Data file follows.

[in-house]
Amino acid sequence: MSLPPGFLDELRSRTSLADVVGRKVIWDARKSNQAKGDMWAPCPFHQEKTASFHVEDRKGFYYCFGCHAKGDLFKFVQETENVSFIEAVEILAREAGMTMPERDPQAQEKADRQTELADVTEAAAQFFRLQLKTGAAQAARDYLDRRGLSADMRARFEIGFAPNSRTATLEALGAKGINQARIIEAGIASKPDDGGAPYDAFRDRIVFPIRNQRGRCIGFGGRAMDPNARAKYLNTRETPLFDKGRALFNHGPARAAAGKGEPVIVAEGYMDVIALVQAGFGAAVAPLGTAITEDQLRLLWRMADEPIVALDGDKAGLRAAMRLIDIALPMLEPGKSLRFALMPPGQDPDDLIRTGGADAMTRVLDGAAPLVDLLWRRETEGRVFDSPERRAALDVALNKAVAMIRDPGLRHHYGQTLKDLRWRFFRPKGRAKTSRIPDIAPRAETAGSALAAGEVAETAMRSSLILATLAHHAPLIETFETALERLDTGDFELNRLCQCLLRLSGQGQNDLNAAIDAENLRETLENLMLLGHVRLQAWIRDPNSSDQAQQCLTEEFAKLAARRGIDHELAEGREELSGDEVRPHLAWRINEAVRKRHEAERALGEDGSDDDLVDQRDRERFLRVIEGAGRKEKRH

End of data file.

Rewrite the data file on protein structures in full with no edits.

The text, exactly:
[in-house]
Amino acid sequence: MSLPPGFLDELRSRTSLADVVGRKVIWDARKSNQAKGDMWAPCPFHQEKTASFHVEDRKGFYYCFGCHAKGDLFKFVQETENVSFIEAVEILAREAGMTMPERDPQAQEKADRQTELADVTEAAAQFFRLQLKTGAAQAARDYLDRRGLSADMRARFEIGFAPNSRTATLEALGAKGINQARIIEAGIASKPDDGGAPYDAFRDRIVFPIRNQRGRCIGFGGRAMDPNARAKYLNTRETPLFDKGRALFNHGPARAAAGKGEPVIVAEGYMDVIALVQAGFGAAVAPLGTAITEDQLRLLWRMADEPIVALDGDKAGLRAAMRLIDIALPMLEPGKSLRFALMPPGQDPDDLIRTGGADAMTRVLDGAAPLVDLLWRRETEGRVFDSPERRAALDVALNKAVAMIRDPGLRHHYGQTLKDLRWRFFRPKGRAKTSRIPDIAPRAETAGSALAAGEVAETAMRSSLILATLAHHAPLIETFETALERLDTGDFELNRLCQCLLRLSGQGQNDLNAAIDAENLRETLENLMLLGHVRLQAWIRDPNSSDQAQQCLTEEFAKLAARRGIDHELAEGREELSGDEVRPHLAWRINEAVRKRHEAERALGEDGSDDDLVDQRDRERFLRVIEGAGRKEKRH